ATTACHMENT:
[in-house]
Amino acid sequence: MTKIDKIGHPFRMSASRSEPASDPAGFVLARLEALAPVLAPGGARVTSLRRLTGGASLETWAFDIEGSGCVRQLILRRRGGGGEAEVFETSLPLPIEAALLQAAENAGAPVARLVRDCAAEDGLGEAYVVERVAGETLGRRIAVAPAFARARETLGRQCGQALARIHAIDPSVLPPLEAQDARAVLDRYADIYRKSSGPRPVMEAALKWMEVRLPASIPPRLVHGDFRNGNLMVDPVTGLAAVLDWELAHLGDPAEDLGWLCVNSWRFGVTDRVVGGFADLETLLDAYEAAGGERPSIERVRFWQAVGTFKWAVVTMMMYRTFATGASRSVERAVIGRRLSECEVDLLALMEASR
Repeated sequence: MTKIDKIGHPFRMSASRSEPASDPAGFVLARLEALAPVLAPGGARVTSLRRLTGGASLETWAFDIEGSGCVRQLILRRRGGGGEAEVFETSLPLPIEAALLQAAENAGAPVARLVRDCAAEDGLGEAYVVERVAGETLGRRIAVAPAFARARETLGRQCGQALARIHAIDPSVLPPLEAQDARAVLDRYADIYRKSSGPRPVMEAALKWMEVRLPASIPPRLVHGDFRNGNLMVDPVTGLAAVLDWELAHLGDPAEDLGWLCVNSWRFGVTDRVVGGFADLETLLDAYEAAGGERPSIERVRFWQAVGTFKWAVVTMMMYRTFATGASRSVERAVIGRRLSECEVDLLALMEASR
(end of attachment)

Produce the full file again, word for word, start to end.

[in-house]
Amino acid sequence: MTKIDKIGHPFRMSASRSEPASDPAGFVLARLEALAPVLAPGGARVTSLRRLTGGASLETWAFDIEGSGCVRQLILRRRGGGGEAEVFETSLPLPIEAALLQAAENAGAPVARLVRDCAAEDGLGEAYVVERVAGETLGRRIAVAPAFARARETLGRQCGQALARIHAIDPSVLPPLEAQDARAVLDRYADIYRKSSGPRPVMEAALKWMEVRLPASIPPRLVHGDFRNGNLMVDPVTGLAAVLDWELAHLGDPAEDLGWLCVNSWRFGVTDRVVGGFADLETLLDAYEAAGGERPSIERVRFWQAVGTFKWAVVTMMMYRTFATGASRSVERAVIGRRLSECEVDLLALMEASR
Repeated sequence: MTKIDKIGHPFRMSASRSEPASDPAGFVLARLEALAPVLAPGGARVTSLRRLTGGASLETWAFDIEGSGCVRQLILRRRGGGGEAEVFETSLPLPIEAALLQAAENAGAPVARLVRDCAAEDGLGEAYVVERVAGETLGRRIAVAPAFARARETLGRQCGQALARIHAIDPSVLPPLEAQDARAVLDRYADIYRKSSGPRPVMEAALKWMEVRLPASIPPRLVHGDFRNGNLMVDPVTGLAAVLDWELAHLGDPAEDLGWLCVNSWRFGVTDRVVGGFADLETLLDAYEAAGGERPSIERVRFWQAVGTFKWAVVTMMMYRTFATGASRSVERAVIGRRLSECEVDLLALMEASR